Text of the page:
A Finnish Man Got a $60,000 Speeding Ticket — and That's Exactly What It Should Be

A Finnish Man Got a $60,000 Speeding Ticket — and That's Exactly What It Should Be
Source: Getty Images
Source: Getty Images

Millionaires of the world, beware of Finnish traffic law.

The BBC reports that when businessman Reima Kuisla was pulled over for going 64 mph in a 50-mph zone in Finland, he was tagged with a 54,000-euro fine, or just short of $60,000. Ouch.

Most people would consider anything north of $100 quite painful, but in Finland, speeding fines are calculated based on the perpetrator's daily income. Finnish authorities looked at Kuisla's 2013 tax returns and found he made 6.5 million euros (around $7.15 million) that year. Based on that figure, Kuisla was ordered to pay the 54,000-euro fine.

Kuisla, bitterly complaining the country was making it too hard for "certain kinds of people" to survive, wrote an all-caps Facebook post that, according to the BBC, roughly reads:

"TEN YEARS AGO I WOULDN'T HAVE BELIEVED THAT I WOULD SERIOUSLY CONSIDER MOVING ABROAD. FINLAND IS IMPOSSIBLE TO LIVE IN FOR CERTAIN KINDS OF PEOPLE WHO HAVE HIGH INCOMES AND WEALTH."

Cry me a river: Most countries have a progressive tax code, under which the rich pay a greater proportion of their income than the middle class or poor. Finland also happens to have a progressive criminal code.

"This is a Nordic tradition," Ministry of the Interior special planning adviser Erkki Wuoma told the Wall Street Journal in 2001. "We have progressive taxation and progressive punishments. So the more you earn, the more you pay."

Though 54,000 euros may seem steep, Kuisla's fine works out to approximately 0.83% of his reported income. That would translate to a fine of approximately $415 for a person making $50,000 — certainly high by American standards, but not exactly devastating. Considering speeding on the highway can be a matter of life or death for both the driver and any others around him, perhaps higher fines shouldn't be so easily dismissed.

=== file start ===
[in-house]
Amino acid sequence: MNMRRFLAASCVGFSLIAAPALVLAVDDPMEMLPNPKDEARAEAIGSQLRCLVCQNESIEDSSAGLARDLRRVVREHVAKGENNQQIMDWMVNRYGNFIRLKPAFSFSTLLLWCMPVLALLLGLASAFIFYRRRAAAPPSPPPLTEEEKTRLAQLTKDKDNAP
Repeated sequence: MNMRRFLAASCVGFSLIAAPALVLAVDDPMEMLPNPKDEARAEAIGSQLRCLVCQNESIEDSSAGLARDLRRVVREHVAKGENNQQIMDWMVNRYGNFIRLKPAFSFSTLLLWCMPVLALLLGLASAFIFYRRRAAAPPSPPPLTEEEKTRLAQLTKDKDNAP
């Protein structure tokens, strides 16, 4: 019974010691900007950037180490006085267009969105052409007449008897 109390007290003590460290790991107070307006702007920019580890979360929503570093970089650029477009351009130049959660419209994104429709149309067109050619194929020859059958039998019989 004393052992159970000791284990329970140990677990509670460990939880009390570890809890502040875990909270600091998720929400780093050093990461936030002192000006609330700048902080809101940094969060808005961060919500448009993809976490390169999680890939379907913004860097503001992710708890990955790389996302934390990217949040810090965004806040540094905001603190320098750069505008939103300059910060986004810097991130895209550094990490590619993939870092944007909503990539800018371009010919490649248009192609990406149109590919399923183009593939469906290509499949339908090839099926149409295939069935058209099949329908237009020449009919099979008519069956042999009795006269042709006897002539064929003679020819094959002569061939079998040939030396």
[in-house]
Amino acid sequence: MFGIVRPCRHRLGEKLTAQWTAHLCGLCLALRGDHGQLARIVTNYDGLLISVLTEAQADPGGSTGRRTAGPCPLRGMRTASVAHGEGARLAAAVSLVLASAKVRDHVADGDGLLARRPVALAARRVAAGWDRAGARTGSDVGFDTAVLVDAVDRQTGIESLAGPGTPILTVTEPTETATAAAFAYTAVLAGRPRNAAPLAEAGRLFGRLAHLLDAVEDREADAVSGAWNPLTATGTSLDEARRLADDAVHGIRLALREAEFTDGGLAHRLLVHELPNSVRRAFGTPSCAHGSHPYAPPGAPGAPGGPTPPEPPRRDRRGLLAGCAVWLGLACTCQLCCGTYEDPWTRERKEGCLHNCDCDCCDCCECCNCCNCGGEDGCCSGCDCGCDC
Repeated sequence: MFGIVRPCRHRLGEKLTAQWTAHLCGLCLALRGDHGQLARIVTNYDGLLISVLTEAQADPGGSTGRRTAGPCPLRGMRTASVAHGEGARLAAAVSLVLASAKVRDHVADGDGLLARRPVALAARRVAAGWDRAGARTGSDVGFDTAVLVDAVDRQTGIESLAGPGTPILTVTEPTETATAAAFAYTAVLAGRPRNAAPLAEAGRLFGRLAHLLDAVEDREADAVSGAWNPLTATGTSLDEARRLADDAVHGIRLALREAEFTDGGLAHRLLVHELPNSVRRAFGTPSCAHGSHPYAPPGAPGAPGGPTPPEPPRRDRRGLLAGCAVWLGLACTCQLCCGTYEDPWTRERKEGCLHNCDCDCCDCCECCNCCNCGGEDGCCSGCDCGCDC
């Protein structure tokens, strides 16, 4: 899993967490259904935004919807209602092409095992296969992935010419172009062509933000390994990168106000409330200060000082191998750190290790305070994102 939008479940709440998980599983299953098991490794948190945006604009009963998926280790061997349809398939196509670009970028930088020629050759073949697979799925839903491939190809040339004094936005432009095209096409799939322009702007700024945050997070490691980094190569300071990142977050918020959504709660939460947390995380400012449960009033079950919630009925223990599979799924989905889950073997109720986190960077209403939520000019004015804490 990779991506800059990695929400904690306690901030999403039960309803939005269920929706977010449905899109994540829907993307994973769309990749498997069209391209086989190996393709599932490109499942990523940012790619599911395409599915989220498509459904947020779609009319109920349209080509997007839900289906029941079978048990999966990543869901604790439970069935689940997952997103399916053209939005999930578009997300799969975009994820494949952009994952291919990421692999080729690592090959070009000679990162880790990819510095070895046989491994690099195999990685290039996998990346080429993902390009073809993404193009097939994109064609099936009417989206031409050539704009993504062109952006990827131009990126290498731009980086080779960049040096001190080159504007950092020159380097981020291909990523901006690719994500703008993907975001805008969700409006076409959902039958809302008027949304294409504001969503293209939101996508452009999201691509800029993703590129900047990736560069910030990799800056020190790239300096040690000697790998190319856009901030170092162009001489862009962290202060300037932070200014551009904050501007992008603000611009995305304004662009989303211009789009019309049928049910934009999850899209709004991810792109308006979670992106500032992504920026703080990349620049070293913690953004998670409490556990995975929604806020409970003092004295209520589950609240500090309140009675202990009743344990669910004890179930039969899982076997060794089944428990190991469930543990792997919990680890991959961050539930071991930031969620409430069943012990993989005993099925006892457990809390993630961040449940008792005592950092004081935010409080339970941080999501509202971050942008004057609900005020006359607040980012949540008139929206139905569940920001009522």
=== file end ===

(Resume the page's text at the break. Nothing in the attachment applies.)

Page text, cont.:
A French motorcycle cop uses a radar gun to check speeds of passing cars on the highway.
Source: 
KENZO TRIBOUILLARD/Getty Images

The theory goes that since the rich can more easily afford to pay high tickets, progressive fines prevent them from walking away from crimes and misconduct with nothing more than a slap on the wrist. The $60,000 fine might infuriate right-wingers and the rich, but it's actually just a method of ensuring that the very wealthy have to live and play by the same rules as the rest of the rabble. "Certain kinds of people" get no special treatment.

Such a system might look unimaginable in the U.S., where the moneyed elite can wreck the entire economy and walk away without any penalties whatsoever. But both the BBC and the Wall Street Journal reported that the progressive fine system is rather popular in Finland. As the Guardian notes, an attempt to cap the fines in 2001 was "thoroughly rejected by parliament."

Not a problem for the rich: To put this in perspective, compare and contrast how Finland and the U.S. treat the wealthiest of their reckless motorists.

Take Alice Walton. As Mic reported in January 2014, the billionaire Walmart heiress has been involved in a disturbing series of alleged drunk-driving incidents (including one that killed a 50-year-old cannery worker). Not only did she evade any punishment or jail time, but all of the charges were totally expunged.

In fact, according to 1998 testimony reported by the Los Angeles Times, Walton saw herself as being so above the law that when she drove drunk and totaled an SUV in Springdale, Arkansas, she rhetorically asked the responding officers charging her with a DWI, "Do you know who I am? Do you know my last name?"